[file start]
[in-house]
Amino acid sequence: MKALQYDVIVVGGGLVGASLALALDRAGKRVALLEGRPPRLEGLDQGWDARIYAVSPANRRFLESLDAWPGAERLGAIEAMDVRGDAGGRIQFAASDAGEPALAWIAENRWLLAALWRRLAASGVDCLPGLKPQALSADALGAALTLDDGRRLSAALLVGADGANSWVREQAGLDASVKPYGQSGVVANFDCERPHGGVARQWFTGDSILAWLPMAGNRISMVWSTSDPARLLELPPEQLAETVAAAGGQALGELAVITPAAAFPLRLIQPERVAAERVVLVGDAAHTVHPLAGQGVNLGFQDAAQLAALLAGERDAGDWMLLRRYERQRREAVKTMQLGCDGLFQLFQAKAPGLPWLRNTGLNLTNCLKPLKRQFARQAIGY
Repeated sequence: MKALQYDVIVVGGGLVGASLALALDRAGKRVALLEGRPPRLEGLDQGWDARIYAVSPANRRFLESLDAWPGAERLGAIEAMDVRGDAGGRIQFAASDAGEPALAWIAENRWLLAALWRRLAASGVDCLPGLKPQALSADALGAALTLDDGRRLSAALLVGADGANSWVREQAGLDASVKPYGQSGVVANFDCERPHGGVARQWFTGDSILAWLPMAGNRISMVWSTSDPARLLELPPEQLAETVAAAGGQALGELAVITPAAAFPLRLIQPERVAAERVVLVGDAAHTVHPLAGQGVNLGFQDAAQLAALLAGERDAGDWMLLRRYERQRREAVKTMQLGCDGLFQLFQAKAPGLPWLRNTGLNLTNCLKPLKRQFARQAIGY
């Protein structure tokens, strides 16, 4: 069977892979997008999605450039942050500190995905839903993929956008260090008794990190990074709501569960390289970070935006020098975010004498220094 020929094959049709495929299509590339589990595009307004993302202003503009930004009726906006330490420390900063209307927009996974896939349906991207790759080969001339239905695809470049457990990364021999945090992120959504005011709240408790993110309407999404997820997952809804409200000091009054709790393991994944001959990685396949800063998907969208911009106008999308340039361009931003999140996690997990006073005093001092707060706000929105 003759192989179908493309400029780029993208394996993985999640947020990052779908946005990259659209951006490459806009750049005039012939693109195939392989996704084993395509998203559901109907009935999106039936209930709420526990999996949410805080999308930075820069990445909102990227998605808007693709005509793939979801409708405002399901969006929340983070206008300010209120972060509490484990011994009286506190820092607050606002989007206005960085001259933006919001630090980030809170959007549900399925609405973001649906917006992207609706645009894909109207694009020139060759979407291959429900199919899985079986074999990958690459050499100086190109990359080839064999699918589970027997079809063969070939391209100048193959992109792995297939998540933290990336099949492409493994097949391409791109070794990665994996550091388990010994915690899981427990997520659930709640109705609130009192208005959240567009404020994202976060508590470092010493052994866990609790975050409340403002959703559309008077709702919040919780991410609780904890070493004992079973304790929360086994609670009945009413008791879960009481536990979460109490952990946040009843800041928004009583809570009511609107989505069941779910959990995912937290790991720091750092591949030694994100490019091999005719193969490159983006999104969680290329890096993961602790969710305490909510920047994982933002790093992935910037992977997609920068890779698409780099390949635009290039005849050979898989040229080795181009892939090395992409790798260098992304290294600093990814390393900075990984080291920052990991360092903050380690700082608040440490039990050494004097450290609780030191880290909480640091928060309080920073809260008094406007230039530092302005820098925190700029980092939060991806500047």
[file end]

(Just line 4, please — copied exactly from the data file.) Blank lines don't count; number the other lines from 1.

């Protein structure tokens, strides 16, 4: 069977892979997008999605450039942050500190995905839903993929956008260090008794990190990074709501569960390289970070935006020098975010004498220094 020929094959049709495929299509590339589990595009307004993302202003503009930004009726906006330490420390900063209307927009996974896939349906991207790759080969001339239905695809470049457990990364021999945090992120959504005011709240408790993110309407999404997820997952809804409200000091009054709790393991994944001959990685396949800063998907969208911009106008999308340039361009931003999140996690997990006073005093001092707060706000929105 003759192989179908493309400029780029993208394996993985999640947020990052779908946005990259659209951006490459806009750049005039012939693109195939392989996704084993395509998203559901109907009935999106039936209930709420526990999996949410805080999308930075820069990445909102990227998605808007693709005509793939979801409708405002399901969006929340983070206008300010209120972060509490484990011994009286506190820092607050606002989007206005960085001259933006919001630090980030809170959007549900399925609405973001649906917006992207609706645009894909109207694009020139060759979407291959429900199919899985079986074999990958690459050499100086190109990359080839064999699918589970027997079809063969070939391209100048193959992109792995297939998540933290990336099949492409493994097949391409791109070794990665994996550091388990010994915690899981427990997520659930709640109705609130009192208005959240567009404020994202976060508590470092010493052994866990609790975050409340403002959703559309008077709702919040919780991410609780904890070493004992079973304790929360086994609670009945009413008791879960009481536990979460109490952990946040009843800041928004009583809570009511609107989505069941779910959990995912937290790991720091750092591949030694994100490019091999005719193969490159983006999104969680290329890096993961602790969710305490909510920047994982933002790093992935910037992977997609920068890779698409780099390949635009290039005849050979898989040229080795181009892939090395992409790798260098992304290294600093990814390393900075990984080291920052990991360092903050380690700082608040440490039990050494004097450290609780030191880290909480640091928060309080920073809260008094406007230039530092302005820098925190700029980092939060991806500047």